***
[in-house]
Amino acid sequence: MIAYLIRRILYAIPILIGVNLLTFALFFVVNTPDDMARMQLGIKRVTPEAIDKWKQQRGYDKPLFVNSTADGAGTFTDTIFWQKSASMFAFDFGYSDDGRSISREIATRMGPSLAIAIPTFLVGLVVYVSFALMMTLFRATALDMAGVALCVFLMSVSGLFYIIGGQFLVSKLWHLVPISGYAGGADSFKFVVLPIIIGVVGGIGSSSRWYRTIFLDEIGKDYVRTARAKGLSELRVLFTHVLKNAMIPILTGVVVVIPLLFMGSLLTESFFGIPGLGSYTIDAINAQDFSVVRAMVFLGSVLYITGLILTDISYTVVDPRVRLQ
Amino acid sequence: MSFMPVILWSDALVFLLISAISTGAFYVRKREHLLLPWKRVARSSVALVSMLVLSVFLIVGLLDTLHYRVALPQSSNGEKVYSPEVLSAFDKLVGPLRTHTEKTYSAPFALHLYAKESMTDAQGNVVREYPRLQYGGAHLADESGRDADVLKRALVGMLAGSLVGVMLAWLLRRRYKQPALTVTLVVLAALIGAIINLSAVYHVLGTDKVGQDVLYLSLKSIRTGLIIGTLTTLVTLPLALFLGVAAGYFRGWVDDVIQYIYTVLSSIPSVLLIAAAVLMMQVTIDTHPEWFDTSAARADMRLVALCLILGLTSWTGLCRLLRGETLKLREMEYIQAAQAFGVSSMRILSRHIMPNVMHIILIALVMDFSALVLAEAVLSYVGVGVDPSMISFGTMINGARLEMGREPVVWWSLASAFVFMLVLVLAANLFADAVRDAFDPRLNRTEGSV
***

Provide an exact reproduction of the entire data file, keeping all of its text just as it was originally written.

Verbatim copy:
[in-house]
Amino acid sequence: MIAYLIRRILYAIPILIGVNLLTFALFFVVNTPDDMARMQLGIKRVTPEAIDKWKQQRGYDKPLFVNSTADGAGTFTDTIFWQKSASMFAFDFGYSDDGRSISREIATRMGPSLAIAIPTFLVGLVVYVSFALMMTLFRATALDMAGVALCVFLMSVSGLFYIIGGQFLVSKLWHLVPISGYAGGADSFKFVVLPIIIGVVGGIGSSSRWYRTIFLDEIGKDYVRTARAKGLSELRVLFTHVLKNAMIPILTGVVVVIPLLFMGSLLTESFFGIPGLGSYTIDAINAQDFSVVRAMVFLGSVLYITGLILTDISYTVVDPRVRLQ
Amino acid sequence: MSFMPVILWSDALVFLLISAISTGAFYVRKREHLLLPWKRVARSSVALVSMLVLSVFLIVGLLDTLHYRVALPQSSNGEKVYSPEVLSAFDKLVGPLRTHTEKTYSAPFALHLYAKESMTDAQGNVVREYPRLQYGGAHLADESGRDADVLKRALVGMLAGSLVGVMLAWLLRRRYKQPALTVTLVVLAALIGAIINLSAVYHVLGTDKVGQDVLYLSLKSIRTGLIIGTLTTLVTLPLALFLGVAAGYFRGWVDDVIQYIYTVLSSIPSVLLIAAAVLMMQVTIDTHPEWFDTSAARADMRLVALCLILGLTSWTGLCRLLRGETLKLREMEYIQAAQAFGVSSMRILSRHIMPNVMHIILIALVMDFSALVLAEAVLSYVGVGVDPSMISFGTMINGARLEMGREPVVWWSLASAFVFMLVLVLAANLFADAVRDAFDPRLNRTEGSV